Meet Dr. Jane Foster
Jane Foster, Ph.D.
In the past 19 years, Dr. Foster has developed an internationally recognized translational research program. Her multidisciplinary expertise includes behavioral neuroscience, molecular biology, immunology, neuroimaging, microbiome, and bioinformatics in both preclinical and clinical research domains. Dr. Foster’s research program has developed high quality analytical pipelines for biological data and has developed novel analytical tools for integrating data across modalities. Dr. Foster's involvement in the broader psychiatric community across Canada, the US, and Europe, provides a unique opportunity to study the complex neurobiological underpinnings of microbiota-brain and neuroimmune systems in psychiatric illness in clinical populations and to explore underlying biological mechanism in animal models.
Dr. Foster joined UT Southwestern Medical Center and the Center of Depression Research and Clinical Care in May 2022. Her work focuses on linking a person’s 30 trillion gut microbes and their propensity for mental illness. By combining basic science research with clinical collaboration in psychiatry, psychology, and gastroenterology, Dr. Foster’s research takes a ‘bench to bedside’ and back again approach to studying microbiota-brain and immune-brain systems.
Understanding the Role of the Microbiome in Mental Health
Dr. Jane Foster joins the Medscape's InDiscussion Podcast series hosted by Dr. Madhukar Trivedi, Director of the Center for Depression Research and Clinical Care (CDRC) at UT Southwestern Medical Center. In this episode, Dr. Foster discusses the role and future of gut microbiome research in major depressive disorder.
Improving our understanding of how immune-brain and gut-brain interactions contribute to psychiatric disorders
We investigate how the immune system and gut microbiota influence brain function and behavior. We use molecular, behavioral, anatomical, and immunological approaches in the lab. In parallel, we collaborate with clinical groups to examine the role of inflammatory and gut-brain mediators in psychiatric illness. Overall, research in the last decade has established a bottom-up link between gut microbiota and brain function. Our findings demonstrate that gut microbiota are important during early development and can influence brain wiring and behavior; however, in order to determine the importance of this influence, the mechanisms of action and the nature of the interactions (causal or not) must be considered.
Recent News & Events
Dr. Foster joins the Perot Museum's Community Day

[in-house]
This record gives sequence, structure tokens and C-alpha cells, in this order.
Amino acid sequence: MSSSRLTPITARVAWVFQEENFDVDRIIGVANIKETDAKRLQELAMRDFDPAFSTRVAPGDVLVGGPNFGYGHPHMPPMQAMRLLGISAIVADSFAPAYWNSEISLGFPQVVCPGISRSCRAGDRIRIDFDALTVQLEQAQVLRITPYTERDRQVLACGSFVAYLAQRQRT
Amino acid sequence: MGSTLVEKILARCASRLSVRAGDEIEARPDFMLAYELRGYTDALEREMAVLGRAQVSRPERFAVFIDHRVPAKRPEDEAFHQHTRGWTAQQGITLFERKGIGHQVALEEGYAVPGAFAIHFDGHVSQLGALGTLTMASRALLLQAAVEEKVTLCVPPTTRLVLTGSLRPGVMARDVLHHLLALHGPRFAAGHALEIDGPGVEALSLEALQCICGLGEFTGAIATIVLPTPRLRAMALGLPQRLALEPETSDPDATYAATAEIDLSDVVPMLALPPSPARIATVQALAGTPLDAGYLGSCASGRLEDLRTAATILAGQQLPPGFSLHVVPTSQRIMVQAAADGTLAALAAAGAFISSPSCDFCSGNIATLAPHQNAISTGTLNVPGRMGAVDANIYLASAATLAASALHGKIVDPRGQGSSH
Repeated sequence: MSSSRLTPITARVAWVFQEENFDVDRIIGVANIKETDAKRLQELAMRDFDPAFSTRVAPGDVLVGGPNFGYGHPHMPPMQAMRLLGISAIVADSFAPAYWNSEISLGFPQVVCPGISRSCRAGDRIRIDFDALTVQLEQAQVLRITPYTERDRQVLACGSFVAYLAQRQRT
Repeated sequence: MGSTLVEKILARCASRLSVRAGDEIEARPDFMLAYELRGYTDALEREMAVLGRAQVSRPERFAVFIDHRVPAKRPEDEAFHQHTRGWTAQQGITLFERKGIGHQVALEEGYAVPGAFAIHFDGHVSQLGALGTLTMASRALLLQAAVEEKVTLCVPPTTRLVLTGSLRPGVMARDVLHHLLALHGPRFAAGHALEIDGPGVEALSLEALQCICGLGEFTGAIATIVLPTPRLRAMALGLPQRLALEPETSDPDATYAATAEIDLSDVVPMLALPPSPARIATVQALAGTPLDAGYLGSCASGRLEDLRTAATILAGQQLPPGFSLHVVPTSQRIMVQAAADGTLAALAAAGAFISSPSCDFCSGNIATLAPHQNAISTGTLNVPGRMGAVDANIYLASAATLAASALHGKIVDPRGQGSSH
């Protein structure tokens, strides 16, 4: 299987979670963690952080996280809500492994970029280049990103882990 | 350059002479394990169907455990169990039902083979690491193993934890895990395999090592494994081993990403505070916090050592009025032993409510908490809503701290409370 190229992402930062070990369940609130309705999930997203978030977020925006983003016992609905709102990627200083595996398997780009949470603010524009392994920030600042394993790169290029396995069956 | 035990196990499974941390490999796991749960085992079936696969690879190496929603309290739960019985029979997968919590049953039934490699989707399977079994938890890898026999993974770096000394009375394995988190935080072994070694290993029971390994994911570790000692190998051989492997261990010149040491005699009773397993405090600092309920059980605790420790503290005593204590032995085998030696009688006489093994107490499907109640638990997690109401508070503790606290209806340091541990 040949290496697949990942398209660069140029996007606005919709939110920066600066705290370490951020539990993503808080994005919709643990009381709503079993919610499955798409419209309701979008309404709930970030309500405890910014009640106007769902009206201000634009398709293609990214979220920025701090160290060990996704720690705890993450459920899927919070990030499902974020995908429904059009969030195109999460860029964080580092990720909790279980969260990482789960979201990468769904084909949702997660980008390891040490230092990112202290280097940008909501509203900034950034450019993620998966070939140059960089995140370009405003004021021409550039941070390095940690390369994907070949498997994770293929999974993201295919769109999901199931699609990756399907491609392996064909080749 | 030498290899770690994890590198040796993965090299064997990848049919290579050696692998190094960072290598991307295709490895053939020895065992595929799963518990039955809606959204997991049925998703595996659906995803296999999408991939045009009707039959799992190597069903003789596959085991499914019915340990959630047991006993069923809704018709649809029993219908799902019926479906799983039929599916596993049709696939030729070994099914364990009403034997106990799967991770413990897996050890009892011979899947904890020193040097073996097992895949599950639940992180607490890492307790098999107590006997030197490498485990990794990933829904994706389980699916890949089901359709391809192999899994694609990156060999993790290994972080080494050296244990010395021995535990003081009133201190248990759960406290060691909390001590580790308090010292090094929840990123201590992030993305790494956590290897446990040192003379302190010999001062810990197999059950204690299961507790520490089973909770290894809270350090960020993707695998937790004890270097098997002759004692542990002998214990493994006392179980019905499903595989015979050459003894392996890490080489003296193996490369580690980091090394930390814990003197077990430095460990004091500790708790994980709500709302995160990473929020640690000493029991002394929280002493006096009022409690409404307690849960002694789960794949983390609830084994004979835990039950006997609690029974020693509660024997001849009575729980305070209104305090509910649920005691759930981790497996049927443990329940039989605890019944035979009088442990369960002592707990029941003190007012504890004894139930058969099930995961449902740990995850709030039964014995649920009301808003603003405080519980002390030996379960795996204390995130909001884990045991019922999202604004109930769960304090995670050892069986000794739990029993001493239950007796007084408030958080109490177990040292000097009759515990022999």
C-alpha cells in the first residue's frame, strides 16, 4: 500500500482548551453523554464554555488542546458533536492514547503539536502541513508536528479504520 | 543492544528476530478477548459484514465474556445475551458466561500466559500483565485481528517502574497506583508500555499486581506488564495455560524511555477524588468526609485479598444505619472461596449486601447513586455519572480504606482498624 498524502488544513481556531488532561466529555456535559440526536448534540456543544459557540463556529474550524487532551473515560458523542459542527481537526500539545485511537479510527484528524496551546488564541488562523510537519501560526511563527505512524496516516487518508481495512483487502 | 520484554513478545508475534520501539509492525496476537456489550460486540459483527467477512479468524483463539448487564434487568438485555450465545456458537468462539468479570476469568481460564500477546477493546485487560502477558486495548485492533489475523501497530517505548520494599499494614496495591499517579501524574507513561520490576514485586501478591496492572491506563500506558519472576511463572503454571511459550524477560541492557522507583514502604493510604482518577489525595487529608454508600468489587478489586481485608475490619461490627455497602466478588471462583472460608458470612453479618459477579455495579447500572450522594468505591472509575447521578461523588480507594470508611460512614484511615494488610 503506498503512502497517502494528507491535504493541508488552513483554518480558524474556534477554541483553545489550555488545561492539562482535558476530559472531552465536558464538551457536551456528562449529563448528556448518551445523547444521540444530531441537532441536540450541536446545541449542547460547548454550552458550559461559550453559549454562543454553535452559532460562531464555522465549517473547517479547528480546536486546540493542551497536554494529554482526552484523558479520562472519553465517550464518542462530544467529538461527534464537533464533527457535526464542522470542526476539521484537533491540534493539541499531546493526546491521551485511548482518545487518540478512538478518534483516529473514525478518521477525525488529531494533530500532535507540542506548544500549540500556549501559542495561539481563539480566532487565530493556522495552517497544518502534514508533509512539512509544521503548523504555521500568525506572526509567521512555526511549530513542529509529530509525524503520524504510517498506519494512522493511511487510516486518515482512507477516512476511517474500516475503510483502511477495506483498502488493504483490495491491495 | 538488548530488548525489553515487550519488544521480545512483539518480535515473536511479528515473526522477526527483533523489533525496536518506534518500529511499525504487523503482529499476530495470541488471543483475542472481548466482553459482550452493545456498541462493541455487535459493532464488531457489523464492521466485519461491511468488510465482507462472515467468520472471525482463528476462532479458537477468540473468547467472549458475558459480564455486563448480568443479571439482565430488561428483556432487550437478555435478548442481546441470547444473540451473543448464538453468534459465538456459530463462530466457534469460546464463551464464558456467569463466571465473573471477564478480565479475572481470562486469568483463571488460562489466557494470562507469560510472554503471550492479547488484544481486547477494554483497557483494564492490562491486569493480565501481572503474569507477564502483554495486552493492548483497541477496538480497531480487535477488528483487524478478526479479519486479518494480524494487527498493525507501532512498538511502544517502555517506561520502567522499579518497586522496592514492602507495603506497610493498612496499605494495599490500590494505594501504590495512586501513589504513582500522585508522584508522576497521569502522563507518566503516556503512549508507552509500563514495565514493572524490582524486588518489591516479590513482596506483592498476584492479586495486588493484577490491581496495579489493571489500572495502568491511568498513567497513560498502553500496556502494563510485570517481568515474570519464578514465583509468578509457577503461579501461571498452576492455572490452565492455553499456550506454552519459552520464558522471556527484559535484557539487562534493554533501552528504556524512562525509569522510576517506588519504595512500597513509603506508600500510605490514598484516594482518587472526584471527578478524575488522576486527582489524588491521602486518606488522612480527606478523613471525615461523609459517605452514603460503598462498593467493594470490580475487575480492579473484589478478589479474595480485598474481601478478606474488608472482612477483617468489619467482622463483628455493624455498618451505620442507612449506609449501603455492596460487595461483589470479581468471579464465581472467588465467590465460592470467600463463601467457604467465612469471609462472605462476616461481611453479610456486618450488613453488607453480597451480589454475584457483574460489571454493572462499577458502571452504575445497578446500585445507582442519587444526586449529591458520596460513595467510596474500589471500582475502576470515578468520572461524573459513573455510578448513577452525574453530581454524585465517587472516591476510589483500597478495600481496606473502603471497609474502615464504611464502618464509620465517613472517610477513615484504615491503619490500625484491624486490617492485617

CDRC Faculty and staff joined with more than 50 UT Southwestern colleagues for medIDEAs at the Perot for the Perot Museum’s Community Day 10th Anniversary Celebration on Saturday, December 3rd to bring science into the community. This work is part of an important ongoing collaboration with partners in STEM outreach as well as the Perot Museum of Nature and Science.
CDRC presents at GEM Cedar Hill Autumn Event
CDRC Faculty, Drs. Cherise Chin Fatt and Jane Foster joined the GEM event to share information about their work. The CDRC's own, Harmony Hilton presented about our newest program, Blue Steel, and the importance of resilience. Attendees included 350 female student-athletes between the 9th-12th grades.
The link between our food, gut microbiome and depression
Dr. Jane Foster was interviewed by the Washington Post as part of coverage related to the largest analysis of depression and the gut microbiome to date, published in December 2022.
Unraveling the relationship between gut microbes and brain health
The role of the microbiome in intestinal and systemic health has garnered close attention among researchers for many years. Now evidence is mounting that this collection of microorganisms in the human gut can also impact a person’s neurological and emotional health, according to a recent perspective article in Science by neuroscientist Jane Foster, Ph.D., Professor of Psychiatry.
Uncovering the Microbiome–Brain–Gut Axis
Dr. Jane Foster and colleagues' recent December 2022 publication findings highlight the tripartite relationship between stress, microbe-immune interactions, and brain development. This study demonstrates the suitability of a novel behavioral pipeline for the study of genetic and environmental influences on neurodevelopment and illustrates the role of T cells in exacerbating the effects of early-life stress on emotional behavior and gut microbiome structure.
The best discoveries come from an environment of mentorship and collaboration.
Be a part of the impact we’re making in scientific research across many specialty areas.
Dr. Jane Foster, a leading expert in microbiota-immune biomarkers in neuroscience and psychiatry, was recruited and joined the Center for Depression Research and Clinical Care (CDRC) in May 2022. Dr. Foster’s molecular biology laboratory expands the current clinical research lab to include state-of-the-art equipment for genomic (DNA, RNA) and proteomic analysis of clinical biospecimens and tissue samples collected from mouse models. Dr. Foster also leads reverse translational work in mice to identify molecular mechanisms that connect the microbiome and the immune system to the brain.
Interested in joining our lab, contact us.